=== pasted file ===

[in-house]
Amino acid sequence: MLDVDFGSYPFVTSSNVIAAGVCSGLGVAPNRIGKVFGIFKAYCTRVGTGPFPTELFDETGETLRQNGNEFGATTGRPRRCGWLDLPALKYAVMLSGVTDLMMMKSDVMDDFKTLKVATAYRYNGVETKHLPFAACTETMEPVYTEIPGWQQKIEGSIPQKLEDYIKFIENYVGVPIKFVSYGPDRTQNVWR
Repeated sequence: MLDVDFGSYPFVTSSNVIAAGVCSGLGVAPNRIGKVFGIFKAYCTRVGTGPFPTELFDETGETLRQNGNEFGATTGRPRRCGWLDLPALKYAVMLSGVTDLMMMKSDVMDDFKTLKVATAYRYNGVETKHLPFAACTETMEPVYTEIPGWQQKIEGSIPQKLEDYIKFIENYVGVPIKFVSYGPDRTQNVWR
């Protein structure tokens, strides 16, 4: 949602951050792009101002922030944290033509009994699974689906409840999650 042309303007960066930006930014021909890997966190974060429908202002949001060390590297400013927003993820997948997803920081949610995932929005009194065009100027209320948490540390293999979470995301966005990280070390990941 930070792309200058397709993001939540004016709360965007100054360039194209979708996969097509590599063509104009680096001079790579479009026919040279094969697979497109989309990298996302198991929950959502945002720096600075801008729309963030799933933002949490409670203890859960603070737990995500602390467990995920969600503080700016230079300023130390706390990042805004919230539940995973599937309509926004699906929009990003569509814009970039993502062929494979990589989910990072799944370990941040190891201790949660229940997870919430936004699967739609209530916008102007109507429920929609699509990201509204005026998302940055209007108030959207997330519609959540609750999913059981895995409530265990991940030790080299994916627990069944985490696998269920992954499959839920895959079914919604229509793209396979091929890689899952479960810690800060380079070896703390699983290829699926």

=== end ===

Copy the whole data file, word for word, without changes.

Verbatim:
[in-house]
Amino acid sequence: MLDVDFGSYPFVTSSNVIAAGVCSGLGVAPNRIGKVFGIFKAYCTRVGTGPFPTELFDETGETLRQNGNEFGATTGRPRRCGWLDLPALKYAVMLSGVTDLMMMKSDVMDDFKTLKVATAYRYNGVETKHLPFAACTETMEPVYTEIPGWQQKIEGSIPQKLEDYIKFIENYVGVPIKFVSYGPDRTQNVWR
Repeated sequence: MLDVDFGSYPFVTSSNVIAAGVCSGLGVAPNRIGKVFGIFKAYCTRVGTGPFPTELFDETGETLRQNGNEFGATTGRPRRCGWLDLPALKYAVMLSGVTDLMMMKSDVMDDFKTLKVATAYRYNGVETKHLPFAACTETMEPVYTEIPGWQQKIEGSIPQKLEDYIKFIENYVGVPIKFVSYGPDRTQNVWR
């Protein structure tokens, strides 16, 4: 949602951050792009101002922030944290033509009994699974689906409840999650 042309303007960066930006930014021909890997966190974060429908202002949001060390590297400013927003993820997948997803920081949610995932929005009194065009100027209320948490540390293999979470995301966005990280070390990941 930070792309200058397709993001939540004016709360965007100054360039194209979708996969097509590599063509104009680096001079790579479009026919040279094969697979497109989309990298996302198991929950959502945002720096600075801008729309963030799933933002949490409670203890859960603070737990995500602390467990995920969600503080700016230079300023130390706390990042805004919230539940995973599937309509926004699906929009990003569509814009970039993502062929494979990589989910990072799944370990941040190891201790949660229940997870919430936004699967739609209530916008102007109507429920929609699509990201509204005026998302940055209007108030959207997330519609959540609750999913059981895995409530265990991940030790080299994916627990069944985490696998269920992954499959839920895959079914919604229509793209396979091929890689899952479960810690800060380079070896703390699983290829699926």